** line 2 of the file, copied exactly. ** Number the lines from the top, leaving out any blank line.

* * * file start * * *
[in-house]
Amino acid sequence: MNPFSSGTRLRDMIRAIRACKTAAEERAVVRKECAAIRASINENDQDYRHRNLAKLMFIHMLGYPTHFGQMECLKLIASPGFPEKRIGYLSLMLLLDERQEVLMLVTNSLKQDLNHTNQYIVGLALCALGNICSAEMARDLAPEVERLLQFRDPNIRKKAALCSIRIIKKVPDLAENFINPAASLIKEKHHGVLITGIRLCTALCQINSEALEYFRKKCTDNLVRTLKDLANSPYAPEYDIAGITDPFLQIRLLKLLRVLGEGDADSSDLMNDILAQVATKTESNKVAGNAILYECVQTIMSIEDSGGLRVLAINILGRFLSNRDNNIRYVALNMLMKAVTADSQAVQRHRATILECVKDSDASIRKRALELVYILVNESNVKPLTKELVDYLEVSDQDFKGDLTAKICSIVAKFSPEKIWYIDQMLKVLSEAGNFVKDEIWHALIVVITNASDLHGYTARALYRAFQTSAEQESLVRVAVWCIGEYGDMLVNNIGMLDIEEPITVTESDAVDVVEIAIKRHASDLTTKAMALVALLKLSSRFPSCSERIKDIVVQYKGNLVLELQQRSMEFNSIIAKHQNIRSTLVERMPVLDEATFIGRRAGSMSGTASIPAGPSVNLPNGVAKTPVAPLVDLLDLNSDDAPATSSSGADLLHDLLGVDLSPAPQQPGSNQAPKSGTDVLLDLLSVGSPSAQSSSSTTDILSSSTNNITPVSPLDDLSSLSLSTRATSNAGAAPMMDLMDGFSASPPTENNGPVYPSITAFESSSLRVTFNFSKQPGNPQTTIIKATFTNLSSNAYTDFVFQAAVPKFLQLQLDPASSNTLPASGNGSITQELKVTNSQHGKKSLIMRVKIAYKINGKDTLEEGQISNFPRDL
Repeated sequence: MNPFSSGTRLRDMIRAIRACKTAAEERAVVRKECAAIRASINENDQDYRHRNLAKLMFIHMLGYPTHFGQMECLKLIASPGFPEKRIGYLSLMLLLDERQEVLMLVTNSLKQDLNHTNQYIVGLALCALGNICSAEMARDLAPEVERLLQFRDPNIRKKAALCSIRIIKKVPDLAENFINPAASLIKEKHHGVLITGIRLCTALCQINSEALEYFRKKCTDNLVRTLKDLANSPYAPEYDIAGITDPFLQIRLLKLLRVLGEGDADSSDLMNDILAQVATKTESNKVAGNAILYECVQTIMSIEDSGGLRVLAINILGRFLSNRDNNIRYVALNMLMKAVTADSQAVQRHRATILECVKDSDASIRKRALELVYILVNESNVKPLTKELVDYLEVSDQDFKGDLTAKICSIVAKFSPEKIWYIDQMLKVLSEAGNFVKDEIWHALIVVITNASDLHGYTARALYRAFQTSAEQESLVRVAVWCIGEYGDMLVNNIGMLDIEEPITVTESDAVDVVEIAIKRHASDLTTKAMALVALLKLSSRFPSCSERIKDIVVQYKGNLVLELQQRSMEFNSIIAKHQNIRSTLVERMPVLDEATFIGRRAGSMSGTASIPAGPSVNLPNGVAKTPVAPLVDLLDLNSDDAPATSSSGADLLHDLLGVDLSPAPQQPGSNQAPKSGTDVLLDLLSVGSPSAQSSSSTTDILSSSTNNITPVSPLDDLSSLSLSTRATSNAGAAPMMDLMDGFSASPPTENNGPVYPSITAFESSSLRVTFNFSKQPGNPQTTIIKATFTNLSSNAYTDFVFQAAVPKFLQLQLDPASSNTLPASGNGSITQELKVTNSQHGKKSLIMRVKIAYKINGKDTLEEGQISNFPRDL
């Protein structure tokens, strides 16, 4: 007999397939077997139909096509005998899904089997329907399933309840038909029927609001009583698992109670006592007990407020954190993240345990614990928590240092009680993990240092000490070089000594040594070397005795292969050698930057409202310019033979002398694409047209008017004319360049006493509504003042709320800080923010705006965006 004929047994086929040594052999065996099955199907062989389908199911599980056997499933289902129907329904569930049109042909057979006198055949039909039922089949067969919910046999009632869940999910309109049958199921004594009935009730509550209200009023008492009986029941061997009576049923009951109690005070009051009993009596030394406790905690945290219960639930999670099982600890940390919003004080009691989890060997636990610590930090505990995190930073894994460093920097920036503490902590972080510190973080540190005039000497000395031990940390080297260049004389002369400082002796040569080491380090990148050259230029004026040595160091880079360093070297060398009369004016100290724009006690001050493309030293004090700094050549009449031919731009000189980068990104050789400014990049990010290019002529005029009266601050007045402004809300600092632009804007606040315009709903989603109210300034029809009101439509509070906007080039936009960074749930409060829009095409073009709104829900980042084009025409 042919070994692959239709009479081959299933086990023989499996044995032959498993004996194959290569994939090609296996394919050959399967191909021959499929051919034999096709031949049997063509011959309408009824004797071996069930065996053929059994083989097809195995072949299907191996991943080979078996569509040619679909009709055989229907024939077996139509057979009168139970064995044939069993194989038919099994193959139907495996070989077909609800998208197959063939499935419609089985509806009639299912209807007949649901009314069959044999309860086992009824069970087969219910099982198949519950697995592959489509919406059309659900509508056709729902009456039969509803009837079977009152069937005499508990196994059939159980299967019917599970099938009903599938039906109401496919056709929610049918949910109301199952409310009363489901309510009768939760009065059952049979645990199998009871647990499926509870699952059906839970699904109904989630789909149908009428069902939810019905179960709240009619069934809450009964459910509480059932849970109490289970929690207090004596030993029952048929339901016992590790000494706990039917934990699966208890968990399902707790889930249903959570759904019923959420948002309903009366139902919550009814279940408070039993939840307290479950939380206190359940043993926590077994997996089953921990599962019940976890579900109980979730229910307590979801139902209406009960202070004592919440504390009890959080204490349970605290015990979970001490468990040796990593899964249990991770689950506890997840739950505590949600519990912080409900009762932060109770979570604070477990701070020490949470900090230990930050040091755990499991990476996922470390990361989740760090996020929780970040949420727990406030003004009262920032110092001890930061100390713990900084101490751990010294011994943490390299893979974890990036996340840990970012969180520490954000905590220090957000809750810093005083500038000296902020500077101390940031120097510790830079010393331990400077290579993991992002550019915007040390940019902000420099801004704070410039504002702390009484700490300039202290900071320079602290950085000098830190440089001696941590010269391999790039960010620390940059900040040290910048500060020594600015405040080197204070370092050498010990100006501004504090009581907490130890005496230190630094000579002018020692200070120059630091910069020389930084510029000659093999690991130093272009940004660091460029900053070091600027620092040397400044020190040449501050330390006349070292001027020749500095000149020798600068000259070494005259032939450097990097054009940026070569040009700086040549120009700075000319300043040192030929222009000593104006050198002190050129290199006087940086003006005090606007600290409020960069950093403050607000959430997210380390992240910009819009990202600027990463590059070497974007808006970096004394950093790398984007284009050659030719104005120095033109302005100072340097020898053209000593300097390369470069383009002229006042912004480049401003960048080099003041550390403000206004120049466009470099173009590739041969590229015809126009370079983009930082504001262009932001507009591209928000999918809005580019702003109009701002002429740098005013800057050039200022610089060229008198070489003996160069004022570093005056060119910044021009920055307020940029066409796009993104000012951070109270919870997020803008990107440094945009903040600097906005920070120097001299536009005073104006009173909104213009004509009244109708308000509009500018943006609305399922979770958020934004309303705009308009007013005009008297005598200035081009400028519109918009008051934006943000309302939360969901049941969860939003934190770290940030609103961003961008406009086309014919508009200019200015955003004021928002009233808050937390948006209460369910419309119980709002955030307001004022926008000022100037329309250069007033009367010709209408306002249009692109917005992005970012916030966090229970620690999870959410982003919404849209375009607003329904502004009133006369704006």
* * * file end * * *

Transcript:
Amino acid sequence: MNPFSSGTRLRDMIRAIRACKTAAEERAVVRKECAAIRASINENDQDYRHRNLAKLMFIHMLGYPTHFGQMECLKLIASPGFPEKRIGYLSLMLLLDERQEVLMLVTNSLKQDLNHTNQYIVGLALCALGNICSAEMARDLAPEVERLLQFRDPNIRKKAALCSIRIIKKVPDLAENFINPAASLIKEKHHGVLITGIRLCTALCQINSEALEYFRKKCTDNLVRTLKDLANSPYAPEYDIAGITDPFLQIRLLKLLRVLGEGDADSSDLMNDILAQVATKTESNKVAGNAILYECVQTIMSIEDSGGLRVLAINILGRFLSNRDNNIRYVALNMLMKAVTADSQAVQRHRATILECVKDSDASIRKRALELVYILVNESNVKPLTKELVDYLEVSDQDFKGDLTAKICSIVAKFSPEKIWYIDQMLKVLSEAGNFVKDEIWHALIVVITNASDLHGYTARALYRAFQTSAEQESLVRVAVWCIGEYGDMLVNNIGMLDIEEPITVTESDAVDVVEIAIKRHASDLTTKAMALVALLKLSSRFPSCSERIKDIVVQYKGNLVLELQQRSMEFNSIIAKHQNIRSTLVERMPVLDEATFIGRRAGSMSGTASIPAGPSVNLPNGVAKTPVAPLVDLLDLNSDDAPATSSSGADLLHDLLGVDLSPAPQQPGSNQAPKSGTDVLLDLLSVGSPSAQSSSSTTDILSSSTNNITPVSPLDDLSSLSLSTRATSNAGAAPMMDLMDGFSASPPTENNGPVYPSITAFESSSLRVTFNFSKQPGNPQTTIIKATFTNLSSNAYTDFVFQAAVPKFLQLQLDPASSNTLPASGNGSITQELKVTNSQHGKKSLIMRVKIAYKINGKDTLEEGQISNFPRDL